You may primarily know Benchmark Capital as a major backer of unicorn companies Twitter, Uber, Zillow, eBay and Instagram, but its portfolio is jam-packed with notable investments. In fact, an analysis using data from the PitchBook Platform shows that of the 17 early stage deals in 2013 that Benchmark contributed to, the median pre-money valuation was $60 million. This is pretty significant, considering the median pre-money valuation for all early-stage VC deals was somewhere between $9 million and $25 million (as included in our 4Q 2013 VC Valuations & Trends Report).
@Benchmark has funded 33 venture capital deals so far in 2013, so the 17 early stage deals account for about 51%. Despite its mission statement to “be the first venture investor in technology companies that seek to create new markets,” only four deals were first rounds of funding (Swifto, Fantex, Quip, Cyanogen). A quick reminder: Benchmark wasn’t involved in the first rounds for Twitter or Instagram, proving that successfully jumping in early doesn’t necessarily mean you have to jump in first. The datagraphic below highlights Benchmark’s 2013 deal activity and a brief history of the firm’s flagship-fund series closures.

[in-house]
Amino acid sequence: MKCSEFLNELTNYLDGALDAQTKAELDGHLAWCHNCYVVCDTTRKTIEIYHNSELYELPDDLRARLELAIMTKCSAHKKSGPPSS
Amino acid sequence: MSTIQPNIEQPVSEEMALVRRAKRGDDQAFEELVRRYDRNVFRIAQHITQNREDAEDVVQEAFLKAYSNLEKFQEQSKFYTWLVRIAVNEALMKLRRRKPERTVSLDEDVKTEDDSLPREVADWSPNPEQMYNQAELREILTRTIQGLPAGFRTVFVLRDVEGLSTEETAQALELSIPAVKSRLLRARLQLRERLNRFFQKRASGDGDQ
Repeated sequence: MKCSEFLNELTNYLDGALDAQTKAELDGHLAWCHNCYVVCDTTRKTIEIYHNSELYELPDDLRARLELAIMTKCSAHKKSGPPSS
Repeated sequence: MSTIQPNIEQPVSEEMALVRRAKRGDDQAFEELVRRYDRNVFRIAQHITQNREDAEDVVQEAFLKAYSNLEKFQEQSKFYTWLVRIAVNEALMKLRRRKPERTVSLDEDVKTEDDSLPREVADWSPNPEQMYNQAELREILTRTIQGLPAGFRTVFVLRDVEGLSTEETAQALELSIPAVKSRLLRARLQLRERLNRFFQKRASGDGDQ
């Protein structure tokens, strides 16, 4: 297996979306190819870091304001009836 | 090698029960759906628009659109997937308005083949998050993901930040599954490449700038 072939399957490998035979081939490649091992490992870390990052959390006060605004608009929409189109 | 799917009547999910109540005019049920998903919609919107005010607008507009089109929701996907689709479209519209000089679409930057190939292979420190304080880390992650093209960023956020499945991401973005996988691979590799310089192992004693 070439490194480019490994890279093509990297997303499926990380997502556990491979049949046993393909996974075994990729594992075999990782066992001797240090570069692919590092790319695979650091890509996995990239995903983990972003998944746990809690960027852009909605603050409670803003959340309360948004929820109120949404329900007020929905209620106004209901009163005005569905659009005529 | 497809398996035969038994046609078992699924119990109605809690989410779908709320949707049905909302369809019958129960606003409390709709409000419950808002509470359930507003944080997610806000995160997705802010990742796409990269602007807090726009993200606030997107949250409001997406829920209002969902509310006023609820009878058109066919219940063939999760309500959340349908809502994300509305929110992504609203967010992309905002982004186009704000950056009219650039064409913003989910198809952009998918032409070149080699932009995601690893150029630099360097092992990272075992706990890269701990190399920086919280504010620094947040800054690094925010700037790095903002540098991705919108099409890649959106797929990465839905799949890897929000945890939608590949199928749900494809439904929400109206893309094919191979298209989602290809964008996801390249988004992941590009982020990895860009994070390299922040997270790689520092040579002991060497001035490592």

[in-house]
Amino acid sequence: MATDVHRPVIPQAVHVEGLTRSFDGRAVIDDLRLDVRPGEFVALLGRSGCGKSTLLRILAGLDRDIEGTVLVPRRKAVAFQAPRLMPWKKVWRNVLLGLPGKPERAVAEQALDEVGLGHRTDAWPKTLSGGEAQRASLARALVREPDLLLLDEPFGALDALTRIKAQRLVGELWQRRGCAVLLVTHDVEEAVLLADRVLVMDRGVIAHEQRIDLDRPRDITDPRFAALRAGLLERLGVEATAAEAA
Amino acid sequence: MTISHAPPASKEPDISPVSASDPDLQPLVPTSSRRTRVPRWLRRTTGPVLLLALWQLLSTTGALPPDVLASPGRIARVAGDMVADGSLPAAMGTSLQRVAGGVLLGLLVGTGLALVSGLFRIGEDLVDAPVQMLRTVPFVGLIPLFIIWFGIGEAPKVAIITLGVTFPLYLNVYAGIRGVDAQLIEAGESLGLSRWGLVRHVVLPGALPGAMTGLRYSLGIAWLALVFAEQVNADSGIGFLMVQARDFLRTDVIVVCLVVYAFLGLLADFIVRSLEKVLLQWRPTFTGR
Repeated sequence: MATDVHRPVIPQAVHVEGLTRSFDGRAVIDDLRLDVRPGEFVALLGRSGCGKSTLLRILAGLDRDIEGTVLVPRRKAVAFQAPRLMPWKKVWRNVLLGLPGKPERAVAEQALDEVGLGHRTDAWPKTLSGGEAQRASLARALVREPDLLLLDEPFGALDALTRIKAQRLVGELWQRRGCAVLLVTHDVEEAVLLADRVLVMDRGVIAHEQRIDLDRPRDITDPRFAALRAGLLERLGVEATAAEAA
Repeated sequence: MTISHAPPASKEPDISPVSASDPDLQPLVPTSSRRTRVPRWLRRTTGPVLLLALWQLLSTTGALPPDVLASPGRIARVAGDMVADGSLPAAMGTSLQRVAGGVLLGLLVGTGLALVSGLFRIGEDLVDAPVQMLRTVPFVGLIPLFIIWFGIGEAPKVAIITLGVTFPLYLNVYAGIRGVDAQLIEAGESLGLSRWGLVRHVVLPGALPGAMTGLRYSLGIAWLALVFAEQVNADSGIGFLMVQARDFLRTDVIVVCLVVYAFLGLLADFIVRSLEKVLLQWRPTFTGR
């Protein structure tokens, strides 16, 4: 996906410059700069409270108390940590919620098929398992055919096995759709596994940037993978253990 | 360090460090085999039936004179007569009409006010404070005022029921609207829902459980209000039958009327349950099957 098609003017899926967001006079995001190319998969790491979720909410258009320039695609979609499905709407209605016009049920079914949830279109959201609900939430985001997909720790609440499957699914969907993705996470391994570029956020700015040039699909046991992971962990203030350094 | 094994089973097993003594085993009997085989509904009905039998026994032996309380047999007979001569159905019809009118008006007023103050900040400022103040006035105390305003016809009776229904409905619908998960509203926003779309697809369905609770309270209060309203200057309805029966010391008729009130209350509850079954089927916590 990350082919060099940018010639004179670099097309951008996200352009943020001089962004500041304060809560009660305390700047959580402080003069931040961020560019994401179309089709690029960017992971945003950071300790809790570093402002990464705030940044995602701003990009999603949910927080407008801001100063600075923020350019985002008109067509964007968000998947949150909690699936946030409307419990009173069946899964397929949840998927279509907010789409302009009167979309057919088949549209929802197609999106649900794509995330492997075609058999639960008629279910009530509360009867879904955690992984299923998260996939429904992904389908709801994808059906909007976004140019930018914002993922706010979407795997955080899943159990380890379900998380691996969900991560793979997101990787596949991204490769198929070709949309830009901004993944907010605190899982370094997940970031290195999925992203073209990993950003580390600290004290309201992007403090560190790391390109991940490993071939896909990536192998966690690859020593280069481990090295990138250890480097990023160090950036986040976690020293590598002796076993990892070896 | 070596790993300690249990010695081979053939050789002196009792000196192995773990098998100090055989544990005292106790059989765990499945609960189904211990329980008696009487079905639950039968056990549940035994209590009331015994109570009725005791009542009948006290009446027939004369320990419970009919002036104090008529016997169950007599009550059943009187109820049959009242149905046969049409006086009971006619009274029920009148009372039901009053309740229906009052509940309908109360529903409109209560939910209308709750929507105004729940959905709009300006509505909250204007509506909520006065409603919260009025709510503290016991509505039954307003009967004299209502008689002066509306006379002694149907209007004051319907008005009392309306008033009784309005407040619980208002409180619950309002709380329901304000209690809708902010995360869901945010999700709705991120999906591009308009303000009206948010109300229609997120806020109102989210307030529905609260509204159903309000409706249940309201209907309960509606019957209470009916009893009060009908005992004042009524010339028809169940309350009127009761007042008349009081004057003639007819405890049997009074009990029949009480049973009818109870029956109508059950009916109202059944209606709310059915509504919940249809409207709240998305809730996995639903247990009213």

Datagraphic by Jennifer Sam
Unsurprisingly, 70% of the California-based firm’s investments in 2013 have been in California-based startups. While Benchmark briefly gave overseas markets, in particular Israel, a focus, its concentration is again on its traditional landscape—U.S.-based software startups (primarily in California and the West Coast). Venture partner Rich Barton helps to pipeline valuable Washington State deals that also fit into the firm’s investment thesis, such as Seattle-basedZillow. Breaking down companies by PitchBook’s primary industry codes, most of Benchmark’s deals deals were in the social/platform software space (such as Glassdoor, Trover). Application software (Optimizely) and communication software (Snapchat) tied for the second-most invested-in industry.
One of the buzz pieces from Benchmark’s Fund VIII filing was the absence of firm co-founders Kevin Harvey and Bruce Dunlevie from the list of executive partners. There’s no doubt that both are far from the most involved Benchmark partners (Peter Fenton leads with 14 board seats), and data seem to confirm suspicions that these founders are beginning to minimize their active roles in the firm. Harvey and Dunlevie acted as lead partners for a combined total of five deals so far this year.
Fortunately, with already-iconic venture partners like Bill Gurley, Matt Cohler and Peter Fenton driving the firm’s continued success, Benchmark will continue to be a big player in the venture world and continue its reputation for impressive exits. PitchBook Data will, of course, be there to track the progress, compiling all deals, exits, valuations, funds and other important VC data points. Be sure to sign up for our venture capital newsletter to keep up with Benchmark and other venture firm activity.